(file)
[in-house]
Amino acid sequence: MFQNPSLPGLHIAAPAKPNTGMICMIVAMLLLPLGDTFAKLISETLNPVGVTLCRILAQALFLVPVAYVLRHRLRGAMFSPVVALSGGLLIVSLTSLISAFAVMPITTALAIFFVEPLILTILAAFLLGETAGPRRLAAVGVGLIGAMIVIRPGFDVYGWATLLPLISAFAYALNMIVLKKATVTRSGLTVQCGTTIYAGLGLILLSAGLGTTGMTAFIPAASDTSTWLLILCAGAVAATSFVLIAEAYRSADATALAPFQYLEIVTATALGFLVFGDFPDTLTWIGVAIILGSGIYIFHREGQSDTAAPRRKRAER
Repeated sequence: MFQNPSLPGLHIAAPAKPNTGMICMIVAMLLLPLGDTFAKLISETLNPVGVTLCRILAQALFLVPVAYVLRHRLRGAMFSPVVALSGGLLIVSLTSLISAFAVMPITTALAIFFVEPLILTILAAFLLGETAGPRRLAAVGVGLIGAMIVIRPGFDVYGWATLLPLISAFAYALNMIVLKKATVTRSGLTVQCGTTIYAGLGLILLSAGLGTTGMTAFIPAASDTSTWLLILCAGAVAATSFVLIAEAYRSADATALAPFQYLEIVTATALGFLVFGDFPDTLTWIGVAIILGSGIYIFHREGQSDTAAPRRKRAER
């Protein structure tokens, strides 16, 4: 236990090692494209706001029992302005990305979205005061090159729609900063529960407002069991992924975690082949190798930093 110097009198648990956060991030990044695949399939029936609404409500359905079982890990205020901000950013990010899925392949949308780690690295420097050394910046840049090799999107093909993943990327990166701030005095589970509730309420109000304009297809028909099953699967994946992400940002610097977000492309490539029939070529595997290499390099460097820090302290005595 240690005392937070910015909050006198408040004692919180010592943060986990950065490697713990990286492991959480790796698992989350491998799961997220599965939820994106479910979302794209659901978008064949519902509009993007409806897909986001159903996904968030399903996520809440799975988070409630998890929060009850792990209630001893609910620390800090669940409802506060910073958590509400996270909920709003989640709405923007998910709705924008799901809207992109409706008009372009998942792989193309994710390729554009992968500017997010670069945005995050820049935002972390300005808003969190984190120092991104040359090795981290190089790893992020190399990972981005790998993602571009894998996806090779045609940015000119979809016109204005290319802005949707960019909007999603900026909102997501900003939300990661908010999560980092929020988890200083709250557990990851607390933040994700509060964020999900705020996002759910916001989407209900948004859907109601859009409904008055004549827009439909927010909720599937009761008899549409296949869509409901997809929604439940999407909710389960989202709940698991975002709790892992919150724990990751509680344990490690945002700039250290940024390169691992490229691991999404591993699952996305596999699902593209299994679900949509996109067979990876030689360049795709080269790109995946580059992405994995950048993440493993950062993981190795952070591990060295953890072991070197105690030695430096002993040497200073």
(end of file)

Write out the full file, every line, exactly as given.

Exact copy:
[in-house]
Amino acid sequence: MFQNPSLPGLHIAAPAKPNTGMICMIVAMLLLPLGDTFAKLISETLNPVGVTLCRILAQALFLVPVAYVLRHRLRGAMFSPVVALSGGLLIVSLTSLISAFAVMPITTALAIFFVEPLILTILAAFLLGETAGPRRLAAVGVGLIGAMIVIRPGFDVYGWATLLPLISAFAYALNMIVLKKATVTRSGLTVQCGTTIYAGLGLILLSAGLGTTGMTAFIPAASDTSTWLLILCAGAVAATSFVLIAEAYRSADATALAPFQYLEIVTATALGFLVFGDFPDTLTWIGVAIILGSGIYIFHREGQSDTAAPRRKRAER
Repeated sequence: MFQNPSLPGLHIAAPAKPNTGMICMIVAMLLLPLGDTFAKLISETLNPVGVTLCRILAQALFLVPVAYVLRHRLRGAMFSPVVALSGGLLIVSLTSLISAFAVMPITTALAIFFVEPLILTILAAFLLGETAGPRRLAAVGVGLIGAMIVIRPGFDVYGWATLLPLISAFAYALNMIVLKKATVTRSGLTVQCGTTIYAGLGLILLSAGLGTTGMTAFIPAASDTSTWLLILCAGAVAATSFVLIAEAYRSADATALAPFQYLEIVTATALGFLVFGDFPDTLTWIGVAIILGSGIYIFHREGQSDTAAPRRKRAER
């Protein structure tokens, strides 16, 4: 236990090692494209706001029992302005990305979205005061090159729609900063529960407002069991992924975690082949190798930093 110097009198648990956060991030990044695949399939029936609404409500359905079982890990205020901000950013990010899925392949949308780690690295420097050394910046840049090799999107093909993943990327990166701030005095589970509730309420109000304009297809028909099953699967994946992400940002610097977000492309490539029939070529595997290499390099460097820090302290005595 240690005392937070910015909050006198408040004692919180010592943060986990950065490697713990990286492991959480790796698992989350491998799961997220599965939820994106479910979302794209659901978008064949519902509009993007409806897909986001159903996904968030399903996520809440799975988070409630998890929060009850792990209630001893609910620390800090669940409802506060910073958590509400996270909920709003989640709405923007998910709705924008799901809207992109409706008009372009998942792989193309994710390729554009992968500017997010670069945005995050820049935002972390300005808003969190984190120092991104040359090795981290190089790893992020190399990972981005790998993602571009894998996806090779045609940015000119979809016109204005290319802005949707960019909007999603900026909102997501900003939300990661908010999560980092929020988890200083709250557990990851607390933040994700509060964020999900705020996002759910916001989407209900948004859907109601859009409904008055004549827009439909927010909720599937009761008899549409296949869509409901997809929604439940999407909710389960989202709940698991975002709790892992919150724990990751509680344990490690945002700039250290940024390169691992490229691991999404591993699952996305596999699902593209299994679900949509996109067979990876030689360049795709080269790109995946580059992405994995950048993440493993950062993981190795952070591990060295953890072991070197105690030695430096002993040497200073």